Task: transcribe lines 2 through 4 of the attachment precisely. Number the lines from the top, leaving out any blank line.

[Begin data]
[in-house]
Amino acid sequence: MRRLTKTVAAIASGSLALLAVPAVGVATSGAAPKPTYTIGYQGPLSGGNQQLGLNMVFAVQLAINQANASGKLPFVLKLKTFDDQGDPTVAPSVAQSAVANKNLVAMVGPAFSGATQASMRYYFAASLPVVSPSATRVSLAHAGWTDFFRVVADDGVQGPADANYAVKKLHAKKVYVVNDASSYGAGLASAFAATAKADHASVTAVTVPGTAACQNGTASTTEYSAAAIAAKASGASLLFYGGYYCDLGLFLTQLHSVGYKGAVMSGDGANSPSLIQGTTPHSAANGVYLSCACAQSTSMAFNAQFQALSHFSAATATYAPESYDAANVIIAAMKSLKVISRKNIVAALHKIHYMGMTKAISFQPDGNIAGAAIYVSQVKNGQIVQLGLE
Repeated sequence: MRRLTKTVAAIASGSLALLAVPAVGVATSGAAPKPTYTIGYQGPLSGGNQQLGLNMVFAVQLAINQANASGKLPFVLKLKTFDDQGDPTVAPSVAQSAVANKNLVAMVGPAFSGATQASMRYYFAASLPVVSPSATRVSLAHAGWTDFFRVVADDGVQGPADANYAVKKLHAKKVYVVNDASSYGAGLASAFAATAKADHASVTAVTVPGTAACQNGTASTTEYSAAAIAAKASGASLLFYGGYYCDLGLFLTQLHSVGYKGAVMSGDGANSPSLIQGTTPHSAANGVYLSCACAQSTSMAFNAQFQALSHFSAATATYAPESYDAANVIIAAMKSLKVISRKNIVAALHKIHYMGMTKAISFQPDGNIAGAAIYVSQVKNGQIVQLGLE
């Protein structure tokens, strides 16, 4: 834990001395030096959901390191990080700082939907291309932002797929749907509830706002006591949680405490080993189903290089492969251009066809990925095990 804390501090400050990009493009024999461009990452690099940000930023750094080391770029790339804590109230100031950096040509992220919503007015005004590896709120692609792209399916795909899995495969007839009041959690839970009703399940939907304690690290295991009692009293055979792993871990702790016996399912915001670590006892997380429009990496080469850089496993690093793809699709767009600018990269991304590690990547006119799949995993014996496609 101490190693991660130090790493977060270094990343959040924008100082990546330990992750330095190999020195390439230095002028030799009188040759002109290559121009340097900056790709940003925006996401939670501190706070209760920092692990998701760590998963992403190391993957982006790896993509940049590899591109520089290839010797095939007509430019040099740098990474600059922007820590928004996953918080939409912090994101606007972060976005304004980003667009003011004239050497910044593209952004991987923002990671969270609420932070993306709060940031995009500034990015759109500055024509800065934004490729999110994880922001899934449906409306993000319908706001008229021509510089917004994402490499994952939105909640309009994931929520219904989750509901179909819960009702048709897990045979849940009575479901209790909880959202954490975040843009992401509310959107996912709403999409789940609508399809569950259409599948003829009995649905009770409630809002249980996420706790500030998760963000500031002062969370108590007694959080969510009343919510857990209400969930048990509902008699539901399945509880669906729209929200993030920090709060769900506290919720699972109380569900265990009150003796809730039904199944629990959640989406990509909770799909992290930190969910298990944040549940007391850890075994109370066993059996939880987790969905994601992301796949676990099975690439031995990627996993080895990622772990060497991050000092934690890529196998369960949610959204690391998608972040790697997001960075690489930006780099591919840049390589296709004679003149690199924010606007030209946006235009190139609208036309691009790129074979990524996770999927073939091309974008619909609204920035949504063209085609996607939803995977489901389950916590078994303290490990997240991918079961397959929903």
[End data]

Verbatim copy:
Amino acid sequence: MRRLTKTVAAIASGSLALLAVPAVGVATSGAAPKPTYTIGYQGPLSGGNQQLGLNMVFAVQLAINQANASGKLPFVLKLKTFDDQGDPTVAPSVAQSAVANKNLVAMVGPAFSGATQASMRYYFAASLPVVSPSATRVSLAHAGWTDFFRVVADDGVQGPADANYAVKKLHAKKVYVVNDASSYGAGLASAFAATAKADHASVTAVTVPGTAACQNGTASTTEYSAAAIAAKASGASLLFYGGYYCDLGLFLTQLHSVGYKGAVMSGDGANSPSLIQGTTPHSAANGVYLSCACAQSTSMAFNAQFQALSHFSAATATYAPESYDAANVIIAAMKSLKVISRKNIVAALHKIHYMGMTKAISFQPDGNIAGAAIYVSQVKNGQIVQLGLE
Repeated sequence: MRRLTKTVAAIASGSLALLAVPAVGVATSGAAPKPTYTIGYQGPLSGGNQQLGLNMVFAVQLAINQANASGKLPFVLKLKTFDDQGDPTVAPSVAQSAVANKNLVAMVGPAFSGATQASMRYYFAASLPVVSPSATRVSLAHAGWTDFFRVVADDGVQGPADANYAVKKLHAKKVYVVNDASSYGAGLASAFAATAKADHASVTAVTVPGTAACQNGTASTTEYSAAAIAAKASGASLLFYGGYYCDLGLFLTQLHSVGYKGAVMSGDGANSPSLIQGTTPHSAANGVYLSCACAQSTSMAFNAQFQALSHFSAATATYAPESYDAANVIIAAMKSLKVISRKNIVAALHKIHYMGMTKAISFQPDGNIAGAAIYVSQVKNGQIVQLGLE
């Protein structure tokens, strides 16, 4: 834990001395030096959901390191990080700082939907291309932002797929749907509830706002006591949680405490080993189903290089492969251009066809990925095990 804390501090400050990009493009024999461009990452690099940000930023750094080391770029790339804590109230100031950096040509992220919503007015005004590896709120692609792209399916795909899995495969007839009041959690839970009703399940939907304690690290295991009692009293055979792993871990702790016996399912915001670590006892997380429009990496080469850089496993690093793809699709767009600018990269991304590690990547006119799949995993014996496609 101490190693991660130090790493977060270094990343959040924008100082990546330990992750330095190999020195390439230095002028030799009188040759002109290559121009340097900056790709940003925006996401939670501190706070209760920092692990998701760590998963992403190391993957982006790896993509940049590899591109520089290839010797095939007509430019040099740098990474600059922007820590928004996953918080939409912090994101606007972060976005304004980003667009003011004239050497910044593209952004991987923002990671969270609420932070993306709060940031995009500034990015759109500055024509800065934004490729999110994880922001899934449906409306993000319908706001008229021509510089917004994402490499994952939105909640309009994931929520219904989750509901179909819960009702048709897990045979849940009575479901209790909880959202954490975040843009992401509310959107996912709403999409789940609508399809569950259409599948003829009995649905009770409630809002249980996420706790500030998760963000500031002062969370108590007694959080969510009343919510857990209400969930048990509902008699539901399945509880669906729209929200993030920090709060769900506290919720699972109380569900265990009150003796809730039904199944629990959640989406990509909770799909992290930190969910298990944040549940007391850890075994109370066993059996939880987790969905994601992301796949676990099975690439031995990627996993080895990622772990060497991050000092934690890529196998369960949610959204690391998608972040790697997001960075690489930006780099591919840049390589296709004679003149690199924010606007030209946006235009190139609208036309691009790129074979990524996770999927073939091309974008619909609204920035949504063209085609996607939803995977489901389950916590078994303290490990997240991918079961397959929903």